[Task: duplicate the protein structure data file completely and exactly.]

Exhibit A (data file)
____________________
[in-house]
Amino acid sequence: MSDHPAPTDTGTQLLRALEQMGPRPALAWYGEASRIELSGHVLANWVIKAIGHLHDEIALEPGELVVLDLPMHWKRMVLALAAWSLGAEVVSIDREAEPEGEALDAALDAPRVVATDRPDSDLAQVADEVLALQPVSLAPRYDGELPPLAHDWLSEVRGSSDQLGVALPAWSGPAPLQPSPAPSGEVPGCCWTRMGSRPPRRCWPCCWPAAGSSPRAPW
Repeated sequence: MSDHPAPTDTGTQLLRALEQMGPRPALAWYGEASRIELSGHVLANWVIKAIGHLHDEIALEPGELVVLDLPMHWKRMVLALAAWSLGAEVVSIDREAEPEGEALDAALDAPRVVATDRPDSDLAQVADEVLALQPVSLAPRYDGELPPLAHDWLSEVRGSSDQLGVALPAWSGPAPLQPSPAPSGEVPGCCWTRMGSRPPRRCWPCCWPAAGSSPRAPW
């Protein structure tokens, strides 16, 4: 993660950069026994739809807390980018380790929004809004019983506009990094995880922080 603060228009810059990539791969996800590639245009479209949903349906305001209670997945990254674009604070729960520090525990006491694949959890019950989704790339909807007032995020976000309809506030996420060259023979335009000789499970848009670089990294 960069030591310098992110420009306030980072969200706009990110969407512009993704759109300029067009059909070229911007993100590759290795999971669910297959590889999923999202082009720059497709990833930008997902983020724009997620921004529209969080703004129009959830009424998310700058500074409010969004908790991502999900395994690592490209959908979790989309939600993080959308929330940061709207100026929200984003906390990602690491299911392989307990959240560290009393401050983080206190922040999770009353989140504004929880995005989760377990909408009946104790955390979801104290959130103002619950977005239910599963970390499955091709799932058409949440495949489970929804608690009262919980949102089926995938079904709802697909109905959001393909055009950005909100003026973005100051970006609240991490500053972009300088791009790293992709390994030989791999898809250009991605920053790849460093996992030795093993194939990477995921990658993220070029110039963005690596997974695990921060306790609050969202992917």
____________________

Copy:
[in-house]
Amino acid sequence: MSDHPAPTDTGTQLLRALEQMGPRPALAWYGEASRIELSGHVLANWVIKAIGHLHDEIALEPGELVVLDLPMHWKRMVLALAAWSLGAEVVSIDREAEPEGEALDAALDAPRVVATDRPDSDLAQVADEVLALQPVSLAPRYDGELPPLAHDWLSEVRGSSDQLGVALPAWSGPAPLQPSPAPSGEVPGCCWTRMGSRPPRRCWPCCWPAAGSSPRAPW
Repeated sequence: MSDHPAPTDTGTQLLRALEQMGPRPALAWYGEASRIELSGHVLANWVIKAIGHLHDEIALEPGELVVLDLPMHWKRMVLALAAWSLGAEVVSIDREAEPEGEALDAALDAPRVVATDRPDSDLAQVADEVLALQPVSLAPRYDGELPPLAHDWLSEVRGSSDQLGVALPAWSGPAPLQPSPAPSGEVPGCCWTRMGSRPPRRCWPCCWPAAGSSPRAPW
């Protein structure tokens, strides 16, 4: 993660950069026994739809807390980018380790929004809004019983506009990094995880922080 603060228009810059990539791969996800590639245009479209949903349906305001209670997945990254674009604070729960520090525990006491694949959890019950989704790339909807007032995020976000309809506030996420060259023979335009000789499970848009670089990294 960069030591310098992110420009306030980072969200706009990110969407512009993704759109300029067009059909070229911007993100590759290795999971669910297959590889999923999202082009720059497709990833930008997902983020724009997620921004529209969080703004129009959830009424998310700058500074409010969004908790991502999900395994690592490209959908979790989309939600993080959308929330940061709207100026929200984003906390990602690491299911392989307990959240560290009393401050983080206190922040999770009353989140504004929880995005989760377990909408009946104790955390979801104290959130103002619950977005239910599963970390499955091709799932058409949440495949489970929804608690009262919980949102089926995938079904709802697909109905959001393909055009950005909100003026973005100051970006609240991490500053972009300088791009790293992709390994030989791999898809250009991605920053790849460093996992030795093993194939990477995921990658993220070029110039963005690596997974695990921060306790609050969202992917």